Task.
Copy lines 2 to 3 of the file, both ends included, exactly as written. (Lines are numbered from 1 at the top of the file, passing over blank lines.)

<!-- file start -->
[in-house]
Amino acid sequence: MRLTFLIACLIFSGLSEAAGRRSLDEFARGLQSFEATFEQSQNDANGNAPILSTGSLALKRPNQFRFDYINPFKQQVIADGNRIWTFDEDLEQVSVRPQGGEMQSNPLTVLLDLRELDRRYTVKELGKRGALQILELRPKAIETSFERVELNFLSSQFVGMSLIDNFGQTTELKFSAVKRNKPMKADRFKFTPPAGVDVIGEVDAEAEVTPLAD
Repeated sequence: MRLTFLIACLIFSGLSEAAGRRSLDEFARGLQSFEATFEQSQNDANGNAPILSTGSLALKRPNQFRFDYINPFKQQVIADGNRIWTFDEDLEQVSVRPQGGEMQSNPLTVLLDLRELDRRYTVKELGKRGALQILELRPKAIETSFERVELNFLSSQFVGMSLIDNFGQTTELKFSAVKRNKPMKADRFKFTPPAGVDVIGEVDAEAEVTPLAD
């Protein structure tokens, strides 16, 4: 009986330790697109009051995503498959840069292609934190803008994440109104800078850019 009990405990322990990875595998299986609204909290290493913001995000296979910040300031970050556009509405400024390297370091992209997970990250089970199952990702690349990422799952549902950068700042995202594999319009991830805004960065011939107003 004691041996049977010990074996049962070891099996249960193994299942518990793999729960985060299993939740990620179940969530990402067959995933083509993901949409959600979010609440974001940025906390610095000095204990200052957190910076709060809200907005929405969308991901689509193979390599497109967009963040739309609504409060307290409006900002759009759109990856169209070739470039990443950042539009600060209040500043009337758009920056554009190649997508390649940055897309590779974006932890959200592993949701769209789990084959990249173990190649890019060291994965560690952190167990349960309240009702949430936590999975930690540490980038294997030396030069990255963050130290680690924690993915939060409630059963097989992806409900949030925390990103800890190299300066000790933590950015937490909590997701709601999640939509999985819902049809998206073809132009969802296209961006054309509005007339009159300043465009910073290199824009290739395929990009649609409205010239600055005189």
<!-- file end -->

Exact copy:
Amino acid sequence: MRLTFLIACLIFSGLSEAAGRRSLDEFARGLQSFEATFEQSQNDANGNAPILSTGSLALKRPNQFRFDYINPFKQQVIADGNRIWTFDEDLEQVSVRPQGGEMQSNPLTVLLDLRELDRRYTVKELGKRGALQILELRPKAIETSFERVELNFLSSQFVGMSLIDNFGQTTELKFSAVKRNKPMKADRFKFTPPAGVDVIGEVDAEAEVTPLAD
Repeated sequence: MRLTFLIACLIFSGLSEAAGRRSLDEFARGLQSFEATFEQSQNDANGNAPILSTGSLALKRPNQFRFDYINPFKQQVIADGNRIWTFDEDLEQVSVRPQGGEMQSNPLTVLLDLRELDRRYTVKELGKRGALQILELRPKAIETSFERVELNFLSSQFVGMSLIDNFGQTTELKFSAVKRNKPMKADRFKFTPPAGVDVIGEVDAEAEVTPLAD